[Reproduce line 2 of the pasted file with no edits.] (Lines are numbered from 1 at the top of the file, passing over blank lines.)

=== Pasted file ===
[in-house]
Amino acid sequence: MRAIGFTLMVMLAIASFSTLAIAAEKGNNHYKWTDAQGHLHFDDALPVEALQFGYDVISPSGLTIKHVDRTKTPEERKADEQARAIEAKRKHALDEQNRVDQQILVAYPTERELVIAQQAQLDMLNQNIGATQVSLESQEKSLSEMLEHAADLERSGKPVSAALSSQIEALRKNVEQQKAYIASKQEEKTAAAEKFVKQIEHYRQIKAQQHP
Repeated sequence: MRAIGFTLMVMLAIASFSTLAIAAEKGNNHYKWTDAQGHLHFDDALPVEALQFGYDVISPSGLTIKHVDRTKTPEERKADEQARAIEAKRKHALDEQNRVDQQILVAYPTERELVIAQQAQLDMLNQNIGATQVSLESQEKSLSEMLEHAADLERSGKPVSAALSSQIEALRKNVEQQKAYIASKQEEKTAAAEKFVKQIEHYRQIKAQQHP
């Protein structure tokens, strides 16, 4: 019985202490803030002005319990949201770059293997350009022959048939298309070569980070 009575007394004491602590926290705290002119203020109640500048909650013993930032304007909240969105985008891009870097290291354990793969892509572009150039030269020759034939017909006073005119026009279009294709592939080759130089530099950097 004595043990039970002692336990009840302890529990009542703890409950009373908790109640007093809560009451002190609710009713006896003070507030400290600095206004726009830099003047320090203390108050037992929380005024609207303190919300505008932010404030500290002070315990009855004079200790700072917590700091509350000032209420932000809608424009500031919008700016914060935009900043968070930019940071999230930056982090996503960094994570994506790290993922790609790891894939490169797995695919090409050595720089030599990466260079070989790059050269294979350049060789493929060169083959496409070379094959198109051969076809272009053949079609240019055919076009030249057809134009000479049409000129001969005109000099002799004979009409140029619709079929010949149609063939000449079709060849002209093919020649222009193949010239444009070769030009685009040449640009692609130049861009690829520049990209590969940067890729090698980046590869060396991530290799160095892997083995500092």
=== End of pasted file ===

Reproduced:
Amino acid sequence: MRAIGFTLMVMLAIASFSTLAIAAEKGNNHYKWTDAQGHLHFDDALPVEALQFGYDVISPSGLTIKHVDRTKTPEERKADEQARAIEAKRKHALDEQNRVDQQILVAYPTERELVIAQQAQLDMLNQNIGATQVSLESQEKSLSEMLEHAADLERSGKPVSAALSSQIEALRKNVEQQKAYIASKQEEKTAAAEKFVKQIEHYRQIKAQQHP